Nic Jones, Annarchie Gordon

This could be my least loved post, not helped I’m sure by me originally titling it ‘ Annarchie Gordon ‘ which means naff all to everyone( well almost). By way of a postscript I found a tape I had made of ‘The Noah’s Ark Trap’ and I had great plans to digitalise the great man’s work and at last put his version of Annarchie Gordon on YouTube . Alas, after years of neglect my cassette player refused to be coaxed into life. Having developed an interest in Chess in the last couple of years I think it is time to question whether the Noah’s Ark Trap even exists as a thing, I have never heard of it.

And so ladies and gentlemen……the great Nic Jones!

‘There are those who’d have you keep

Folk songs for the sheep

I shared such an aspersion

Until I heard a version of a ballard by the name of Annarchie Gordon

By one Nic Jones

John Peel it was who brought me to ken

The ligering longing in the wavering tones

Over intricate patterns of the fingering bones

Since when many folk songs have moistened my eye

And I can see why

The Morris Dancer sports a spare hanky’

‘An Introduction to Folk’ by John Hegley

In the early 1980’s finding myself with very little money but plenty of time I discovered the delights of Nottingham library’s limited but adequate supply of Jazz and Folk vinyl. I knew the name Nic Jones, presumably, like Hegly from the John Peel Show and hence The Noah’s Ark Trap became mine for the duration of 7 days.

Jones had a formidable guitar technique, the only person I could really compare him with was Martin Carthy but vocally and musically Jones seemed to have a lighter touch which made him more acceptable to my ears, the ‘folk’ tag was arbitary, there was something quite contemporary about Nic Jones. Perhaps this is less surprising considering the fact that the album had been recorded in 1977, in the year of punk Jones was touring the folk clubs as if nothing had happened which as far as he was concerned was probably true.

And thats one of the great things about folk, at a time when other established artists were deciding whether to get their hair cut or take in their flares or to start writing songs that were under three minutes long Jones was prettty much doing the same thing without acknowledging fashion for the duration of the decade. Over five albums from 1970 to 1980 his playing became a little more muscular and the additional musicians a little more prominent buts there’s not a lot to separate each of them.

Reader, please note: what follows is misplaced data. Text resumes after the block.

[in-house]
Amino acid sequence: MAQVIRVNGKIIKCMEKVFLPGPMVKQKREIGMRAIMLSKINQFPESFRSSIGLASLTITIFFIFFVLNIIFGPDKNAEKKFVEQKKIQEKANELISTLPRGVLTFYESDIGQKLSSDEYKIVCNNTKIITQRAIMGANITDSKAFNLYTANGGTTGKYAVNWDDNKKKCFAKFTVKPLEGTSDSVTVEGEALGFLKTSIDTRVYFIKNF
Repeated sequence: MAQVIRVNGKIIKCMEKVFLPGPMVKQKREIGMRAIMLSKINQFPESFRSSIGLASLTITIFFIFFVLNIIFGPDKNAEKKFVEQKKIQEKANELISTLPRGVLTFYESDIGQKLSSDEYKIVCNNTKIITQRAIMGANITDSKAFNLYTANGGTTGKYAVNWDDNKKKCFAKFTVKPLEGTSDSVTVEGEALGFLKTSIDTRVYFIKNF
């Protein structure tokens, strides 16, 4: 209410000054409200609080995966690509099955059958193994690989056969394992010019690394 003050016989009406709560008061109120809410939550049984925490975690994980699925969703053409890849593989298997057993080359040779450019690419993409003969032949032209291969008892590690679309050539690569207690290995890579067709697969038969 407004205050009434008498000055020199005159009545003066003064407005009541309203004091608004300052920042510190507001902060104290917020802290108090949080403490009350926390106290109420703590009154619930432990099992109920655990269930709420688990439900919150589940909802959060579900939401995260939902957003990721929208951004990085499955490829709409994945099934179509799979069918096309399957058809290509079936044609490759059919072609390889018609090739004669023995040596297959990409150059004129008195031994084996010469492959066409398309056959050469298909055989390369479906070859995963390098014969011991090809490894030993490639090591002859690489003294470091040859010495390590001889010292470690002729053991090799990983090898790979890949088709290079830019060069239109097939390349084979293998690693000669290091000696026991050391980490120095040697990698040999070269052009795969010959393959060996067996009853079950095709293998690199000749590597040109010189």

The Noah’s Ark Trap sat in the middle of the quintet and made a lasting impression on me especially the aforementioned Annarchie Gordan. A tragic tale of forced marriage and death but with a lovely vocal performance with guitar accompaniment which was almost funky.

With that sort of build up you are probably salivating at the prospect of hearing the song performed by the master.

Well you cant.

Amazingly in the days of YouTube Amazon and Spotify this is probably the only track that you cant hear on the internet. The only way you can hear it is to find someone who has a copy of the Noah’s Ark Trap and ask them nicely to play it to you. Most of Jones’s output has never been re released, in fact the only one that is freely available is Penguin Eggs which is a fine album (it was voted the second best folk album of all time by listeners on the Mike Harding Show) but the lack of availability of his other records is a disgrace only to those who have heard of Nic Jones; and now that includes you.

So here is Mary Black instead, its fine but….well its not Nic.

And here is a track that found it’s way onto YouTube

No one makes it rich from Folk and Jones was always working, criss crossing the country playing clubs. He located to Cambridgeshire to make travelling the country reasonably easy with the possibility of getting home after a gig. Almost  home after a gig in Derbyshire his car hit a lorry carrying bricks.

And that was the end of his career.1982 Almost every bone in his body was broken, some of his teeth ended up in his lungs,The artist known as Nic Jones was no more but the man survived and his reputation grew in his absence.

And Nic Jones is still with us today, maybe unlike Peter Bellamy he was spared the despair of falling out of fashion or having to play the same clubs for the next 30 years.

Here he is with Kate Rusby

Time to find that spare hanky

This entry was posted in folk music, folk rock, memories of 70s, rock music and tagged , , , , , , , , , . Bookmark the permalink.

3 Responses to Nic Jones, Annarchie Gordon

  1. Aphoristical says:

    Yeah, it’s difficult to find his stuff, particularly Devil to a Stranger.

    Liked by 1 person

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